On American Society

People are so funny. We rant and rave about how things should be different. Then, when they change, we’re even less happy than before.

Occasionally I’ll hear some person or other comment on how they never watch the news anymore, because it’s always negative and depressing. To me, that seems like sticking your head in the sand. Just don’t look at it and poof! It’s gone.

I always want to ask those people exactly when it was that the news used to be all sunshine and baby’s breath. During Vietnam? World War II? Personally, I’m a news junkie. I always have the television on, and it’s usually tuned to a news channel. CNN, Headline News, CNBC, MSNBC, you name it. Mind you, I rarely sit in front of the TV and watch it. But my house is small enough that I can always hear it.

Yesterday I happened to catch something on ABC which was interesting enough to make me stop what I was doing, go into the living room, and sit down to watch it without even trying to fool myself into thinking I would only watch “for a second”. The show was called Is America #1? The Success and Failure of Societies (you can read the full transcript of the program) I only caught the last half of it, but basically it came to the conclusion that the United States really is the best place to live. That we have more freedom, wealth, opportunity, resources, and diversity than any other country in the world. It was downright surreal to see a show which took issue with the standard nightly news mantra about how the rich were getting richer while the poor and middle classes were rapidly being crushed into oblivion under the heel of Bill Gates.

After doing a bit of research, I realized that I’m apparently the last remaining person on earth who has never heard of John Stossel, the guy who wrote the story. He’s received 19 Emmy Awards and a Peabody Award, among others.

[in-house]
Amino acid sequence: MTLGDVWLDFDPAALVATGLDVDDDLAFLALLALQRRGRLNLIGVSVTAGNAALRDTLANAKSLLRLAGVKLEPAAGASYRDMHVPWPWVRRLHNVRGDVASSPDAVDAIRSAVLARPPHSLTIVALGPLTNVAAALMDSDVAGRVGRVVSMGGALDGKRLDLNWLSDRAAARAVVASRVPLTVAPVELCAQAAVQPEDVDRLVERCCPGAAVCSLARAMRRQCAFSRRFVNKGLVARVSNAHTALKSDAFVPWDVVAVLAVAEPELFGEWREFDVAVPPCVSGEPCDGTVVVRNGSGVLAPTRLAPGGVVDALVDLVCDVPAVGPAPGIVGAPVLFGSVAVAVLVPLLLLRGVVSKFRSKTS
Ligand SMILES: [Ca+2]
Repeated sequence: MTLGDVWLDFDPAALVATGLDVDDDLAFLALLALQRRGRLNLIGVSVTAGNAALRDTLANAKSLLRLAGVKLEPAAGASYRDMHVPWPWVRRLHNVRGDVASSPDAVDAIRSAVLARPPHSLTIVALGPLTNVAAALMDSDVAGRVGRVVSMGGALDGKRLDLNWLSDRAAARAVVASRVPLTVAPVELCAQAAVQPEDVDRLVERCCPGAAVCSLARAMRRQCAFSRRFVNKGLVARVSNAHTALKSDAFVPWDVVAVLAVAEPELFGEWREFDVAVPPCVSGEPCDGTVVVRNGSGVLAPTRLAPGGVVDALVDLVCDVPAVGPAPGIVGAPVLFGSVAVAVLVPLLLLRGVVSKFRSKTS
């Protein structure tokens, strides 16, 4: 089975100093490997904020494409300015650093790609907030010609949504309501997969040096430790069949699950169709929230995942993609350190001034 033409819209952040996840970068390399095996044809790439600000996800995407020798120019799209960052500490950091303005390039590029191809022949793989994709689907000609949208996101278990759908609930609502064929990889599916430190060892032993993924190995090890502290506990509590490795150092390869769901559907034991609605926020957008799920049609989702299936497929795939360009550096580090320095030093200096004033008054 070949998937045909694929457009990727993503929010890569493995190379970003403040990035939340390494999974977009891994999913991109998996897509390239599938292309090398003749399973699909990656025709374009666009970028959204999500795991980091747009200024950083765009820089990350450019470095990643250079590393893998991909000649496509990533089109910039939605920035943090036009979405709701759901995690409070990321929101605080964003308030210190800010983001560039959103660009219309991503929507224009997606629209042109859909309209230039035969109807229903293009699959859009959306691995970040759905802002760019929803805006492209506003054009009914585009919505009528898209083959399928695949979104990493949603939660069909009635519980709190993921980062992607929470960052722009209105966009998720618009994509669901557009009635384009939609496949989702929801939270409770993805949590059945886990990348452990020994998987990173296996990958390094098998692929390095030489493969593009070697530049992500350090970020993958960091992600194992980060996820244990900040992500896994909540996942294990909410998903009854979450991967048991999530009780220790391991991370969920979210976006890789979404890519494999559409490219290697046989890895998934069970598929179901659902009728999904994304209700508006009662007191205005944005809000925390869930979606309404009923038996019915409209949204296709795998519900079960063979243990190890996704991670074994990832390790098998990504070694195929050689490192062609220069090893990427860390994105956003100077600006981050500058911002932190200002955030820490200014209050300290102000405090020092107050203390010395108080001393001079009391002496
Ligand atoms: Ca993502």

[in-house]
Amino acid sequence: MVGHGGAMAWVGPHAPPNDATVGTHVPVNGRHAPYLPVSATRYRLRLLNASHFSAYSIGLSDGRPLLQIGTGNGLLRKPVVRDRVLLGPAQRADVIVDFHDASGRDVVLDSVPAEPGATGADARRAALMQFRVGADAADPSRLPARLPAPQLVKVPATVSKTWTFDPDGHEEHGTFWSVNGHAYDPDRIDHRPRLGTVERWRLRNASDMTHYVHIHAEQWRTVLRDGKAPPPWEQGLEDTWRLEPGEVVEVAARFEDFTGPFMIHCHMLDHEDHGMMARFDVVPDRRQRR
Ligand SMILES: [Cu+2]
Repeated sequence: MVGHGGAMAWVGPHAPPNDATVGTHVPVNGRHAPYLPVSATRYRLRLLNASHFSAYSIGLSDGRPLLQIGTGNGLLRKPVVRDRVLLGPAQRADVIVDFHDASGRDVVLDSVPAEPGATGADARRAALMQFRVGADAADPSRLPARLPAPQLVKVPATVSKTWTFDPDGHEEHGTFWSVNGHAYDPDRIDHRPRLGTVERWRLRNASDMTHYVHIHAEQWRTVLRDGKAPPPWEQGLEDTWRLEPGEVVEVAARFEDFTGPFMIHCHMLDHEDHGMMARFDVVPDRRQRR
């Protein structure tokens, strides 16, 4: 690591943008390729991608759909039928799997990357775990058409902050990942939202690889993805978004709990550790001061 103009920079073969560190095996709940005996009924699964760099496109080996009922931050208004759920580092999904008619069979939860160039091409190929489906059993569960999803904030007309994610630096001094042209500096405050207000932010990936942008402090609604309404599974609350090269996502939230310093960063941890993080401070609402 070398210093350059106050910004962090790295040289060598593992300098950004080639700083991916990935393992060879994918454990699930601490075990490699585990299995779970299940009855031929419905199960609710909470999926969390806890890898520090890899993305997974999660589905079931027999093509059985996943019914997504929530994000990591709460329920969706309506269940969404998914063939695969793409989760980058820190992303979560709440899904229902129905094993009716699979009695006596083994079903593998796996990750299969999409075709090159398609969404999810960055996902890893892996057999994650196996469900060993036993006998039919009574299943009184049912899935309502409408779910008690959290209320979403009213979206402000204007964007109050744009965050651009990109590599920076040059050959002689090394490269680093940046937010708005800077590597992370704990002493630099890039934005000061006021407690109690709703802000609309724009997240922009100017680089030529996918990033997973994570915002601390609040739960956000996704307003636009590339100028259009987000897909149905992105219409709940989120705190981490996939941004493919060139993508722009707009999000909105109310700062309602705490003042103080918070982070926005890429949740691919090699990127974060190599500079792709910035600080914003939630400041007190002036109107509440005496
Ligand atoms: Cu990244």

The thing I really loved about the program was that it took the idea of poverty and put it into a worldwide perspective. How do the people we consider poor compare with those in other societies? Stossel and company went to the South Bronx, the poorest Congressional district in the United States, and everyone they interviewed living below the poverty line said they:

  • live in an air conditioned building
  • own a color television
  • own a microwave oven
  • own a VCR
  • receive cable television service
  • own a modern, frost-free refrigerator
  • receive at least some government financial assistance

This isn’t to say that there aren’t homeless, mentally ill, outcast, and other highly needy people out there. Every February I see them en mass when I’m in San Francisco, huddled in the doorways of Union Square’s most affluent stores. But it was amazing to see some of the things I’ve been saying all along broadcast on a major news network, principally that socialism doesn’t work. I’ve been to Russia, China, France, Germany, Italy, England, Austria, Czechoslovakia, Mexico–I’ve seen it first-hand.

Watching Stossel interview Hashin Halim, a political leader in Calcutta, was theatre of the absurd at its best. Calcutta is infamous as one of the world’s poorest, most destitute cities. Halim claimed that Calcutta was only poor because of immigration, and that his city was an example of socialism’s superiority from which America should learn. He actually said it was “a hundred times better”. Unbelievable. How is it that the thing which has made America so strong has reduced Calcutta to it’s current state?

In the end, which society really is best? How do you even measure something like that? Is it completely subjective? Aren’t all countries best in their own way? Perhaps. But Stossel interviewed someone who said the most objective way to determine how well a country was working was to look at how many people wanted to go there. And by that standard, America is king of the hill.


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